The World’s Greatest Race
The race to develop a Covid-19 vaccine is on… and we are optimistic about a solution within a year. With more than 6 million confirmed Covid-19 cases worldwide and the number increasing daily, the race for a Covid-19 vaccine is moving at full speed. Globally, there are more than 100 vaccines in development — with nine of them in human clinical trials. We expect the development efforts to intensify in the coming months and it’s likely that more companies will enter clinical trial Phase I, where the vaccine is tested in a small sample of healthy humans with moderate doses.
And what’s better than Phase I trials? Well, Phase II trials. We anticipate more companies advancing to Phase II, where a larger sample of subjects of different age groups are tested for safety, efficacy, and determining the right dosing so they can move to Clinical Phase III rapidly. In Phase III trials, more complex and rigorous tests are performed on a much broader population with more than 10,000 patients.
We hope you keep your spirits high and look forward to some major breakthroughs in the coming months. Let’s review a couple of the leading candidates.
Pfizer (PFE), in a collaboration with BionTech (BNTX) and separately, Moderna (MRNA), are focusing on a messenger-Ribonucleic acid (mRNA) vaccine, a novel technology, where an information carrying biomolecule instructs body cells to make copies of the S protein of the virus, recognize it and build antibodies to fight the virus once it attacks the body.
Although Moderna has taken an early lead, two other pharmaceutical companies, Johnson & Johnson (JNJ) and Pfizer (PFE), are well positioned to win the race. Both companies are working on potential vaccines, they have leading candidates, and are deploying massive resources for R&D and manufacturing to produce hundreds of millions of doses even before trials are completed. JNJ is entering into strategic collaborations and investing massively to provide an affordable vaccine on a massive scale. JNJ also has ambitious manufacturing goals of rapidly supplying more than a billion doses of vaccine.
Merck (MRK), although not part of the nine companies conducting clinical trials yet, is engaged in research efforts for both the development of medicines and a vaccine for Covid-19. In recent months, MRK announced research collaborations with the Institute for Systems Biology and the non-profit scientific research organization IAVI to define the molecular mechanisms of Covid-19 and work on its vaccine development efforts, respectively. Through the collaboration with IAVI, Merck aims to jointly develop a vaccine candidate using the virus technology that is the basis of its Ebola Zaire vaccine.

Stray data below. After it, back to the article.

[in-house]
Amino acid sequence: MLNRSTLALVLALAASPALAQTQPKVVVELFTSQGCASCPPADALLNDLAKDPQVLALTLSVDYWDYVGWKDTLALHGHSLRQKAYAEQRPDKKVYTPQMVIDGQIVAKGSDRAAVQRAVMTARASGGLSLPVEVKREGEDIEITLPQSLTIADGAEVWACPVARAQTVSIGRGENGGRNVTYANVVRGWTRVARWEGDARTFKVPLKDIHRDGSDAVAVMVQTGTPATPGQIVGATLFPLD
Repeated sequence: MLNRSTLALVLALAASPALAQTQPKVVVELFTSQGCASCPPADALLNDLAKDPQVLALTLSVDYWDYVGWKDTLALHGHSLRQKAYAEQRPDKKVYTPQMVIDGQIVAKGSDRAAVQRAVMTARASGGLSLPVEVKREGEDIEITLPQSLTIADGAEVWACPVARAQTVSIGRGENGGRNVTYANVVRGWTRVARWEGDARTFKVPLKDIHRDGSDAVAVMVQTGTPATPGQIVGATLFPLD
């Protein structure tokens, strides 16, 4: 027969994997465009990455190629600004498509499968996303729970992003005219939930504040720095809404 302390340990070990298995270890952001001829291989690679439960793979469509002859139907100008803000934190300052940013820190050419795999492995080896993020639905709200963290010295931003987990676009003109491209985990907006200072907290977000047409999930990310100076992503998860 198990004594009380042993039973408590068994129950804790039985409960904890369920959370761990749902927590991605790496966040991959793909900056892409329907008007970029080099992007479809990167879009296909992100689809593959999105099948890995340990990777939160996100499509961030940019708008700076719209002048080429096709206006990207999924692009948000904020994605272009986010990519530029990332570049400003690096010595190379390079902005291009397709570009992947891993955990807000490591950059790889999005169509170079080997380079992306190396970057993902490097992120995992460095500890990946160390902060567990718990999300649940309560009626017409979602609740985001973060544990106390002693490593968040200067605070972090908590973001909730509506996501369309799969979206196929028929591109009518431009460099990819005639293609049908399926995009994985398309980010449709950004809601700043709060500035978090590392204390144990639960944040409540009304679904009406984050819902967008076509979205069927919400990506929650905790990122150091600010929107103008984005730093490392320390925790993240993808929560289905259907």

Regeneron (REGN) has created a unique anti-viral antibody cocktail with the potential both to prevent and treat infection, and also to preempt viral ‘escape,’ a critical precaution in the midst of an ongoing global pandemic. REGN-COV2 could have a major impact on public health by slowing spread of the virus and providing a needed treatment for those already sick. This treatment could be available much sooner than a vaccine. The antibody cocktail approach may also have long-term utility for elderly and immuno-compromised patients, who often do not respond well to vaccines. Ultimately, the world needs multiple solutions for COVID-19, and the innovative biopharma industry is collectively working hard to help as many people as possible with a variety of complementary approaches.
There are too many potential solutions to mention them all, but out just this week, Dexamethasone, a cheap and widely used steroid, has become the first drug shown to save lives among Covid-19 patients in what scientists hailed as a “major breakthrough”. Results of trials announced on Tuesday showed Dexamethasone, which is used to reduce inflammation in other diseases, reduced death rates by around a third among the most severely ill Covid-19 patients admitted to hospital. The results suggest the drug should immediately become standard care in patients with severe cases of the pandemic disease, said the researchers who led the trials.
The RECOVERY trial compared outcomes of around 2,100 patients who were randomly assigned to get the steroid, with those of around 4,300 patients who did not get it. The results suggest that one death would be prevented by treatment with dexamethasone among every eight ventilated Covid-19 patients, Landray said, and one death would be prevented among every 25 Covid-19 patients who received the drug and are on oxygen. Among patients with Covid-19 who did not require respiratory support, there was no benefit from treatment with dexamethason.